Singapore

Ashley Madison CEO wants to discuss ‘societal benefits’ of site with authorities

TODAY talks to AshleyMadison.com founder, Noel Biderman
AshleyMadison.com founder Noel Biderman talks to TODAY by video link from Hong Kong, as his controversial extra-marital dating website launches in Taiwan. On November 8, 2013 the Media Development...
Published: 4:03 AM, November 25, 2013

SINGAPORE — The founder of Ashley Madison, the controversial dating website for married people which has been blocked in Singapore, said yesterday that he wants to engage the authorities to discuss possible benefits of the service he is offering in a bid to get the ban overturned.

Speaking to TODAY via a video call from Hong Kong, Chief Executive Noel Biderman appeared to take a softer stance than he did earlier this month, when he said his firm was consulting with external legal advisers on possible ways to challenge the ban by the Media Development Authority (MDA).

“We don’t think this is something that needs to be litigated,” he said. “Ultimately, what we want to do is approach it from a lobbying perspective — we want to speak to people and explain to them the (service’s) societal benefits. I don’t think you can do that effectively in a court of law.”

The Canadian also revealed that his firm is working with an organisation to come to “a resolution” with the MDA. But he declined to name the organisation so as not to “jeopardise” the efforts at “diplomacy”.

Mr Biderman added that his company wants to get input from professors of “world-renowned schools” who have done research on infidelity and divorce, which he hopes is able to show why the site would be of value here.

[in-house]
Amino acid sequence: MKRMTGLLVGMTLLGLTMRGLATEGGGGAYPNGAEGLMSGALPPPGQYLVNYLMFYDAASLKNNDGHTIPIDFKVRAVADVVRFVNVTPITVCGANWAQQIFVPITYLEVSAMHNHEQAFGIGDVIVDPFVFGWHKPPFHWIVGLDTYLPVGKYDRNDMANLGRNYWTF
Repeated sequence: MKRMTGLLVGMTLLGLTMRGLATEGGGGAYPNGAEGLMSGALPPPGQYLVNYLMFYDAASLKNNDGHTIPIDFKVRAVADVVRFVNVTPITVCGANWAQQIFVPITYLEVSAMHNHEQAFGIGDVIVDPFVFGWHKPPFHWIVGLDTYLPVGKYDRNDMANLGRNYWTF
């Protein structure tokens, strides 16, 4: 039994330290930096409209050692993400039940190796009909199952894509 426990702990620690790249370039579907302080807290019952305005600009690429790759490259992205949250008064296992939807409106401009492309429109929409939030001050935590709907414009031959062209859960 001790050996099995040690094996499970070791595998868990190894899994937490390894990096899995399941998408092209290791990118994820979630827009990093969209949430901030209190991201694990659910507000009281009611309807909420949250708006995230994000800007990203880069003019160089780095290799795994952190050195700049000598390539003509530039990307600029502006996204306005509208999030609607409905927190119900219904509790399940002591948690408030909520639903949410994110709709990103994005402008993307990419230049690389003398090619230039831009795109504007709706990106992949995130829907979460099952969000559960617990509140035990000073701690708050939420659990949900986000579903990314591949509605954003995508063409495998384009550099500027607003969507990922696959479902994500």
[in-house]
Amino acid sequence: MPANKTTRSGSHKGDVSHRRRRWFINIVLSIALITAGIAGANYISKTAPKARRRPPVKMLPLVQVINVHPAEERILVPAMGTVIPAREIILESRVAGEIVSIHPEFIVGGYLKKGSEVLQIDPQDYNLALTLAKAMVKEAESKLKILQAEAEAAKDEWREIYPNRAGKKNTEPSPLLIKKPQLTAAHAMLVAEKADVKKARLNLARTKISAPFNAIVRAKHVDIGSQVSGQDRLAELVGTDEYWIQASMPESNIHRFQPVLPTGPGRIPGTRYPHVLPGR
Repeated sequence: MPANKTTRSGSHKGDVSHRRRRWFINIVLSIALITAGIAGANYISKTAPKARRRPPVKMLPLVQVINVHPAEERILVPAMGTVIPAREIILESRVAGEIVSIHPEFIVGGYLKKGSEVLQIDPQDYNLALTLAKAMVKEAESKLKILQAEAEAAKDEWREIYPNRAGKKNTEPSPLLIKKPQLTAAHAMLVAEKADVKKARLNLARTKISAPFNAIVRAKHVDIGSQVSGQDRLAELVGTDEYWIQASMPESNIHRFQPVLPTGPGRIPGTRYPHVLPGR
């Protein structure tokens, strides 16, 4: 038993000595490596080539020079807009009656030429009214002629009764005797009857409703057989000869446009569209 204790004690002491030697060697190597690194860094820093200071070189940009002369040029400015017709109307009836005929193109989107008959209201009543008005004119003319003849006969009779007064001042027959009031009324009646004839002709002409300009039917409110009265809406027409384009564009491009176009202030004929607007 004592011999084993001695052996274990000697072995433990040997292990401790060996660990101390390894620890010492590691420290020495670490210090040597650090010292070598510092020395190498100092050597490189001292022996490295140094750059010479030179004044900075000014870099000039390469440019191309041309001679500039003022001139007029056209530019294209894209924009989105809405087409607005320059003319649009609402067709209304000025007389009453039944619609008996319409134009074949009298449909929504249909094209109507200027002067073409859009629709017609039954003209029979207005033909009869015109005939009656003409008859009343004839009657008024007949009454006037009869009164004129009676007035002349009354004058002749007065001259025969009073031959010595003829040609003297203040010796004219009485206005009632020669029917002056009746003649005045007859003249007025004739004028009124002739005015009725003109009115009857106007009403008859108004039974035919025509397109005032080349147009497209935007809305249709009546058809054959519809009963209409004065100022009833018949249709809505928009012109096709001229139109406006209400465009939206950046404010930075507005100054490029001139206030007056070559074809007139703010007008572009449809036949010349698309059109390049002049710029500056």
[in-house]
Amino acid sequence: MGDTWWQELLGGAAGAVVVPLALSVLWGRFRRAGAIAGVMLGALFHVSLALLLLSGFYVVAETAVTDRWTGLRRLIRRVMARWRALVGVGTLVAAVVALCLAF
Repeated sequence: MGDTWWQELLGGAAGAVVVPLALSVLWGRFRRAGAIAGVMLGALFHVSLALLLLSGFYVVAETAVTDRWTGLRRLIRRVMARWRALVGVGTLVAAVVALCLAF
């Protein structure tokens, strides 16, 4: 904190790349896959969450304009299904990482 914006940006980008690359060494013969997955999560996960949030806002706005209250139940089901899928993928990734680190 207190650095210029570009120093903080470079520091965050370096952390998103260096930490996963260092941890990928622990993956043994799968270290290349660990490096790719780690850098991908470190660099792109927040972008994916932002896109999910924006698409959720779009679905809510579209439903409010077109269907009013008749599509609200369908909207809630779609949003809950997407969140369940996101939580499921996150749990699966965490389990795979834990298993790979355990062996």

“I think we are willing to sit down and talk about the legal framework, the divorce rates, how a service like this might actually reduce divorce (rates) in society. There are all kinds of factual conversation I would think anyone would want to read (about),” he added.

Earlier this month, Minister for Communications and Information, Dr Yaacob Ibrahim, told Parliament it was not possible to block every website that promotes “non-monogamous relationships and extramarital affairs”.

But the website stood out because “it aggressively encourages and facilitates extramarital affairs and has declared it will specifically target Singaporeans”, he added.

The MDA blocks access to 100 websites, most of which are pornographic. A Facebook petition page, Block Ashley Madison — Singapore, has garnered more than 27,000 likes since it was created last month.

Reiterating his earlier point that infidelity is not a criminal act here, Mr Biderman called the prohibition of his website “anti-competitive” and said Singapore’s ban was “unique”.

Noting that his firm is now in 34 countries, he cited Hong Kong as its “fastest-growing” market since its expansion into Asia this year. Its Taiwan site was launched yesterday.

“In Hong Kong, there was an organisation that spoke out against us, but it had no effect on (our ability) to operate a very successful business,” he said.